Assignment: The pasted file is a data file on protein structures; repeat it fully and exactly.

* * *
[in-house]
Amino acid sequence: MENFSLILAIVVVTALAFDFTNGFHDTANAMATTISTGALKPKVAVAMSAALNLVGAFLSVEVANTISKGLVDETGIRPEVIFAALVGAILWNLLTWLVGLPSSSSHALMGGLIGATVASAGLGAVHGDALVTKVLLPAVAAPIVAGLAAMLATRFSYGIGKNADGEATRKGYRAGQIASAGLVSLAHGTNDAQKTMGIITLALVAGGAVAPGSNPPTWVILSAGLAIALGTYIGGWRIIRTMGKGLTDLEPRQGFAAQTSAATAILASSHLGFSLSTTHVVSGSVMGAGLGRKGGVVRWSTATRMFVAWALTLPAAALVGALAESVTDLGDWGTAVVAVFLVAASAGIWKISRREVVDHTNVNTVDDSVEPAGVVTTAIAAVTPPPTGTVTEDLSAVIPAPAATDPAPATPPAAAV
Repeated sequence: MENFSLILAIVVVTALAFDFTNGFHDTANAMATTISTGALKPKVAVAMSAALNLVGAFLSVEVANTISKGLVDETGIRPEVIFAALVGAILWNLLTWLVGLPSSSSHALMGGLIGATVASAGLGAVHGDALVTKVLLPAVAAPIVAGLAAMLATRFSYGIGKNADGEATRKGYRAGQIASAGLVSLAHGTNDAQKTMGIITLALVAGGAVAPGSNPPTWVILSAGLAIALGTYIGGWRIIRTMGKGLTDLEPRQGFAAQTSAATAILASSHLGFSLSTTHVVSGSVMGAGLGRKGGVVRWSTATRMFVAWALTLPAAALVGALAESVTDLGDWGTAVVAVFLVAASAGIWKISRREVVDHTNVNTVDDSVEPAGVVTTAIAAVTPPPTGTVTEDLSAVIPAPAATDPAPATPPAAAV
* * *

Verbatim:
[in-house]
Amino acid sequence: MENFSLILAIVVVTALAFDFTNGFHDTANAMATTISTGALKPKVAVAMSAALNLVGAFLSVEVANTISKGLVDETGIRPEVIFAALVGAILWNLLTWLVGLPSSSSHALMGGLIGATVASAGLGAVHGDALVTKVLLPAVAAPIVAGLAAMLATRFSYGIGKNADGEATRKGYRAGQIASAGLVSLAHGTNDAQKTMGIITLALVAGGAVAPGSNPPTWVILSAGLAIALGTYIGGWRIIRTMGKGLTDLEPRQGFAAQTSAATAILASSHLGFSLSTTHVVSGSVMGAGLGRKGGVVRWSTATRMFVAWALTLPAAALVGALAESVTDLGDWGTAVVAVFLVAASAGIWKISRREVVDHTNVNTVDDSVEPAGVVTTAIAAVTPPPTGTVTEDLSAVIPAPAATDPAPATPPAAAV
Repeated sequence: MENFSLILAIVVVTALAFDFTNGFHDTANAMATTISTGALKPKVAVAMSAALNLVGAFLSVEVANTISKGLVDETGIRPEVIFAALVGAILWNLLTWLVGLPSSSSHALMGGLIGATVASAGLGAVHGDALVTKVLLPAVAAPIVAGLAAMLATRFSYGIGKNADGEATRKGYRAGQIASAGLVSLAHGTNDAQKTMGIITLALVAGGAVAPGSNPPTWVILSAGLAIALGTYIGGWRIIRTMGKGLTDLEPRQGFAAQTSAATAILASSHLGFSLSTTHVVSGSVMGAGLGRKGGVVRWSTATRMFVAWALTLPAAALVGALAESVTDLGDWGTAVVAVFLVAASAGIWKISRREVVDHTNVNTVDDSVEPAGVVTTAIAAVTPPPTGTVTEDLSAVIPAPAATDPAPATPPAAAV